Vince Cable has asked the seven top companies with all-male boards to explain what measures they are taking to hire female executives.
Miners Antofagasta, Kazakhmys (LSE: KAZ.L - news) and Xstrata (Other OTC: XSRAF - news) , chemicals company Croda, commodities giant Glencore, business group Melrose and natural resources firm Vedanta received the letter.
Mr Cable, who wants no all-male FTSE 100 boards by 2015, said he was "determined" that British companies become more diverse.
"This is not about equality, this is about good governance and good business," he said.
"The international evidence supports this: diverse boards are better boards benefiting from fresh perspectives, opinions and new ideas which ultimately serve the company's long term interests."
It comes as mining company Randgold Resources announced that Jeanine Mabunda Lioko - a former minister in the Democratic Republic of Congo - had joined its board as a non-executive director.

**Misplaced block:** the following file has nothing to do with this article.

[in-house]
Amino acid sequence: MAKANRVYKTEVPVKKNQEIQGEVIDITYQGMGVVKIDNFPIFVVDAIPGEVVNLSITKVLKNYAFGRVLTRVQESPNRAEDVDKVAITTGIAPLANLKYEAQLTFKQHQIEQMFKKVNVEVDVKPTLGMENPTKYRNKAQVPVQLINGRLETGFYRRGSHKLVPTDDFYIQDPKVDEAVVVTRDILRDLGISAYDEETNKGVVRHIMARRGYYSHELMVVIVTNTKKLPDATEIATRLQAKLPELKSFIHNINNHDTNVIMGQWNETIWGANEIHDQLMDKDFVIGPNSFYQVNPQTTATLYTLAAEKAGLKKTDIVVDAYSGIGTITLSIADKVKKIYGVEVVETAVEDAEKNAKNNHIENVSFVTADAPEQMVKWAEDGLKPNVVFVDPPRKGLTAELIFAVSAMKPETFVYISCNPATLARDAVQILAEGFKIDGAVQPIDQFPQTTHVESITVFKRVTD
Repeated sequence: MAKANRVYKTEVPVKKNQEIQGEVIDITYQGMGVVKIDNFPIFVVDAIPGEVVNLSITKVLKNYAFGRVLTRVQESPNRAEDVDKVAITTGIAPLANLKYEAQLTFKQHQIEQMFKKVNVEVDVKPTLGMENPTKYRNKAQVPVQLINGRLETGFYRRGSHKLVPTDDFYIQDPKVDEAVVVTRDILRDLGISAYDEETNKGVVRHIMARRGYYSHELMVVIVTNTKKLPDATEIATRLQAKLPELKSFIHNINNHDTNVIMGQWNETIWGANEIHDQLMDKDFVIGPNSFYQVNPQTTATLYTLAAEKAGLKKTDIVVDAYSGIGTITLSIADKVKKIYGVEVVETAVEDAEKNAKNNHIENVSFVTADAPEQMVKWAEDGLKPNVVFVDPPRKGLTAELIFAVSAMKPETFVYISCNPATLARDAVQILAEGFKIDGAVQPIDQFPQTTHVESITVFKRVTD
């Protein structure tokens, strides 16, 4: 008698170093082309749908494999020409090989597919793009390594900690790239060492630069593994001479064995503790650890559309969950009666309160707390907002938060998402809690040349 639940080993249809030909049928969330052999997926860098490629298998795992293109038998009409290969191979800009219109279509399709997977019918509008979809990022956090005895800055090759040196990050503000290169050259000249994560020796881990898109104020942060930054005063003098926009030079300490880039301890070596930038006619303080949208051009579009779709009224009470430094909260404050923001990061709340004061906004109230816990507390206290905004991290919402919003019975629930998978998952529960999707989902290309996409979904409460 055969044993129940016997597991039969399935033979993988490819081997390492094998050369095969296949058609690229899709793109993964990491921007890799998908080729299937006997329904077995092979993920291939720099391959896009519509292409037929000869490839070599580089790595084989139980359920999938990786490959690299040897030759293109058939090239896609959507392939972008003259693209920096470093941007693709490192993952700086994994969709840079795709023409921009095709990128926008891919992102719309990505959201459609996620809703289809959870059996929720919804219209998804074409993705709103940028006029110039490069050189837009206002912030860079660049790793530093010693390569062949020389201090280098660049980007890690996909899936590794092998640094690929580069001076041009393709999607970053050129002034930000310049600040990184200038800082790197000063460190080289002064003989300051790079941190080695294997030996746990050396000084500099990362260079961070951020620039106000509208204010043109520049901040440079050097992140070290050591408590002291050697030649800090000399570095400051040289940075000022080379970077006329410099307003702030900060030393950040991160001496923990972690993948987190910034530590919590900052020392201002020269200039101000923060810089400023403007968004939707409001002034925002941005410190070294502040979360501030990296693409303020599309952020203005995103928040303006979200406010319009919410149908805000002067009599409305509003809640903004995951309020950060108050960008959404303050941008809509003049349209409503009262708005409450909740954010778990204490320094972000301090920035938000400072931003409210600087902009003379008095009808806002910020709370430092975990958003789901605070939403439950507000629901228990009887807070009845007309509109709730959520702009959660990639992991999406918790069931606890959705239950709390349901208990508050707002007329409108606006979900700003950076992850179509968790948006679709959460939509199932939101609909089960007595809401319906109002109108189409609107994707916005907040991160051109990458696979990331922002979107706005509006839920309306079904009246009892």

Mr Cable added: "Successful modern companies learn to adapt and survive and doing nothing is not an option anymore.
"We've seen examples again today that this can be done and I am determined to see further action."
In November the Government welcomed the European Commission's decision not to impose mandatory quotas for women on boards.
At the time Mr Cable insisted the UK's "business-led, self-regulatory model" was the best approach.
This system was outlined in 2011 by Lord Davies who published an independent review into women on boards.
He urged FTSE 100 companies to aim for a minimum of 25% female board member representation by 2015 and FTSE 350 businesses to set "challenging" diversity targets.
Since the report was published the number all-male boards in the FTSE 100 has fallen from 21 to the seven that received Mr Cable's letter.
Lord Davies will publish an annual progress report on the number of women reaching the boards of the UK's top companies in the spring of 2013.
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